Design: Hiroshi OTA + Kaori ITO + Toru KASHIHARA + Wataru KASHIHARA, Illustration: Kenji KITAMURA
The Tokyo Picnic Club smilingly insist that the "Right to Picnic" should be a basic human right for urban dwellers. Given the normality of picnicking in other cities all over the world, in Tokyo, this is a surprisingly subversive demand.
In time, the Picnic Club hope for proper observation of one of the 15 rules of Tokyo Picnic Club: every day is a picnic day. By encouraging people’s access to green space and positive, natural social interaction, this is also an apt mantra for mental health promotion in the city.
Illustration: Kotori NOGUCHI
About the Author
It is always inspiring to walk along New York City's High Line Park. Once disused, elevated rail tracks have been transformed into an overground walkway filled with greenery, places to sit, ice cream to eat, and views to enjoy.
The first time I visited the park, several years ago, it was calming and relaxing and contemplative - now the huge influx of visitors has made it very much less so, but still the access to close encounters with trees and shrubs, along with the art and views both of the city and out to the water, and the opportunities for private moments even amongst the crowds are some of the things that draw people there.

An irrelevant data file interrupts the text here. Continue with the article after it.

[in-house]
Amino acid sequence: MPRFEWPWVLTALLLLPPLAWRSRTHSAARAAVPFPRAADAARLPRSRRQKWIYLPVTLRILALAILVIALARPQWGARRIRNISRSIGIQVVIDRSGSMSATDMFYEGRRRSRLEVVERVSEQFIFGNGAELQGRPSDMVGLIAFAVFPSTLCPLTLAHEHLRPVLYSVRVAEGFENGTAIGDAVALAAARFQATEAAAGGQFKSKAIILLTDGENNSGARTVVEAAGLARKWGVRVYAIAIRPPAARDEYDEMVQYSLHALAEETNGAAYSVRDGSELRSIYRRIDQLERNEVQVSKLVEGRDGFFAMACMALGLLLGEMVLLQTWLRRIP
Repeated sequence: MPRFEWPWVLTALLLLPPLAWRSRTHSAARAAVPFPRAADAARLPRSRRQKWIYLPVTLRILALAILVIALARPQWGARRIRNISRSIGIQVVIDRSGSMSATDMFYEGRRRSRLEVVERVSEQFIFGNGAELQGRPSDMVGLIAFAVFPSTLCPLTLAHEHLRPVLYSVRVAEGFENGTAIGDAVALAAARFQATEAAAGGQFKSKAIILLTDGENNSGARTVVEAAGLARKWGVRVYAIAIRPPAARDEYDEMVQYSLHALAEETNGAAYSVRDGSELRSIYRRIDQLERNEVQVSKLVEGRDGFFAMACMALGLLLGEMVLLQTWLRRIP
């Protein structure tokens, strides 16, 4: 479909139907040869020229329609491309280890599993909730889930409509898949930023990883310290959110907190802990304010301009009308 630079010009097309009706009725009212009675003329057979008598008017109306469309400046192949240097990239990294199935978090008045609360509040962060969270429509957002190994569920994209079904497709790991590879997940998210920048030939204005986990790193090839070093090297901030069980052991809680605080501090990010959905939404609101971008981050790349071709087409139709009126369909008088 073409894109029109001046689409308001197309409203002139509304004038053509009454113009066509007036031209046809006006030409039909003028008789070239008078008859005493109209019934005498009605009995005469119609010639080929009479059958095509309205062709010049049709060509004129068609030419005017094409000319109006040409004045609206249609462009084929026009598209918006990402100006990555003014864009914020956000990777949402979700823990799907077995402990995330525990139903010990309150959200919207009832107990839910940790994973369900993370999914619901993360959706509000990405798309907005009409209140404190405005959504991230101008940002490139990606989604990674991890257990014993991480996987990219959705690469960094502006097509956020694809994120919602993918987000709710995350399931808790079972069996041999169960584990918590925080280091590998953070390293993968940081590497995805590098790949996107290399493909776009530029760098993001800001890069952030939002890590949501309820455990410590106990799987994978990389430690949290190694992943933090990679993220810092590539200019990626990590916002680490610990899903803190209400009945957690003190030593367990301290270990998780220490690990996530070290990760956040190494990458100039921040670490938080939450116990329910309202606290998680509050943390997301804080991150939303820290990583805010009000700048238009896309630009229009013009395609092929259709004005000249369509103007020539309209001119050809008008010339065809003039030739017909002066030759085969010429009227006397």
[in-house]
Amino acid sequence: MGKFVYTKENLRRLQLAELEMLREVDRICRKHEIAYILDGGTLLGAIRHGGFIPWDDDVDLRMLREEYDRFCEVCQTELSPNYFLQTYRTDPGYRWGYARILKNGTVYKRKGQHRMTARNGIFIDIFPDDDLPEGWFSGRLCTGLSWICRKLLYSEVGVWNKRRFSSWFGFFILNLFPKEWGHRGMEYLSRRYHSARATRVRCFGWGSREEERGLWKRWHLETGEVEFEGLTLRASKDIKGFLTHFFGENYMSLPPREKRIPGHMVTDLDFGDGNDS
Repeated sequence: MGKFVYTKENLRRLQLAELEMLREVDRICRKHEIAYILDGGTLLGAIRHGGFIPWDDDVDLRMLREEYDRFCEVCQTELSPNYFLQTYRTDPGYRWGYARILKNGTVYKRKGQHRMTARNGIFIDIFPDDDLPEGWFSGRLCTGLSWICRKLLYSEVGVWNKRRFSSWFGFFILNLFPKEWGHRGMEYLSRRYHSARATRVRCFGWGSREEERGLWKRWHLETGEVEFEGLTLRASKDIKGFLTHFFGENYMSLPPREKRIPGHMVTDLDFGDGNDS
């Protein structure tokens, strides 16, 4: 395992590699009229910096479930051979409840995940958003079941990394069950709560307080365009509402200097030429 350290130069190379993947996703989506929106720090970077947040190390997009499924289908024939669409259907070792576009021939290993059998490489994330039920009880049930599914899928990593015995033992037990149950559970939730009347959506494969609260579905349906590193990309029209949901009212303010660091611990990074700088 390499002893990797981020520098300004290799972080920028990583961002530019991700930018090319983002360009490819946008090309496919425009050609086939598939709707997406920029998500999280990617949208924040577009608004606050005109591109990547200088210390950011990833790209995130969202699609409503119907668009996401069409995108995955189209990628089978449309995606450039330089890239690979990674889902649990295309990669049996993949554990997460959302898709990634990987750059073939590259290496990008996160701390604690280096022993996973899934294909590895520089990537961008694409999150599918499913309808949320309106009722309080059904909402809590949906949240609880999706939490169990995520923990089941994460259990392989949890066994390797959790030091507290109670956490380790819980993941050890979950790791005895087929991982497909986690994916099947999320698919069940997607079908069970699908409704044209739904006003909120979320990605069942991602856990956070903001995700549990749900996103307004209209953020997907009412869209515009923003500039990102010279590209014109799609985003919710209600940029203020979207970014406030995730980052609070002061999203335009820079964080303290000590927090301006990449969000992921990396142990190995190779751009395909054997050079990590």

Layla McCay, UDMH Director
I took the photograph at the top of this blog while visiting Medellin, Colombia, and forgot about it until I was thinking about photographs for this website. It seems an apt basis for the first post on the UDMH blog. Medellin is a fascinating place. Named the world's most innovative city, they have shifted from a setting of danger and fear to an urban environment to be proud of. On the day I took this photograph, I visited one of the city's poorest areas to experience their game-changing public transport innovations, and admire their beautiful library. I was enchanted by the 385-metre long escalator and the 2km-long cable car, both linking this previously isolated area with the rest of the city (and in the other direction, providing easy, affordable access to a beautiful mountain park). Strolling through the streets en route to the library, I noted the numerous community spaces and the beautiful use of murals. I particularly loved the mural of a bus as it combines my delight at street art and my appreciation of public transport.
To start off our blog, here's my op-ed from the Huffington Post that was inspired by that trip, musing upon the future of reading and the library as a third space: Why We Should Let Go of Nostalgia and Embrace the Evolution of Libraries.
Sanity and Urbanity: